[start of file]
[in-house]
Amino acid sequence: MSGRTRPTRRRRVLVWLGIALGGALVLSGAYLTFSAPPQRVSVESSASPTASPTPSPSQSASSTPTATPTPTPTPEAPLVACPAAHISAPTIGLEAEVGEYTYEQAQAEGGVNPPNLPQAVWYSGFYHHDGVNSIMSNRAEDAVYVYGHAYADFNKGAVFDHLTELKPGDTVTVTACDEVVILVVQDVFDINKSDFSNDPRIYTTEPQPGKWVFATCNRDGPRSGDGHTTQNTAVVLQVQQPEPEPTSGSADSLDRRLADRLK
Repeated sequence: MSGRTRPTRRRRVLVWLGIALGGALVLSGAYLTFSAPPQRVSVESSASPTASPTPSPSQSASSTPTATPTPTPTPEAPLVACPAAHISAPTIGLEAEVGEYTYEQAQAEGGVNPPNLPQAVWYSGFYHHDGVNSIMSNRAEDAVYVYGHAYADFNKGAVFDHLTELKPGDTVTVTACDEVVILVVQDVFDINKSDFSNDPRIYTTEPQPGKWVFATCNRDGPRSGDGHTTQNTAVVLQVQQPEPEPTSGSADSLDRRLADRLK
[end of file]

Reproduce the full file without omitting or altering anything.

[in-house]
Amino acid sequence: MSGRTRPTRRRRVLVWLGIALGGALVLSGAYLTFSAPPQRVSVESSASPTASPTPSPSQSASSTPTATPTPTPTPEAPLVACPAAHISAPTIGLEAEVGEYTYEQAQAEGGVNPPNLPQAVWYSGFYHHDGVNSIMSNRAEDAVYVYGHAYADFNKGAVFDHLTELKPGDTVTVTACDEVVILVVQDVFDINKSDFSNDPRIYTTEPQPGKWVFATCNRDGPRSGDGHTTQNTAVVLQVQQPEPEPTSGSADSLDRRLADRLK
Repeated sequence: MSGRTRPTRRRRVLVWLGIALGGALVLSGAYLTFSAPPQRVSVESSASPTASPTPSPSQSASSTPTATPTPTPTPEAPLVACPAAHISAPTIGLEAEVGEYTYEQAQAEGGVNPPNLPQAVWYSGFYHHDGVNSIMSNRAEDAVYVYGHAYADFNKGAVFDHLTELKPGDTVTVTACDEVVILVVQDVFDINKSDFSNDPRIYTTEPQPGKWVFATCNRDGPRSGDGHTTQNTAVVLQVQQPEPEPTSGSADSLDRRLADRLK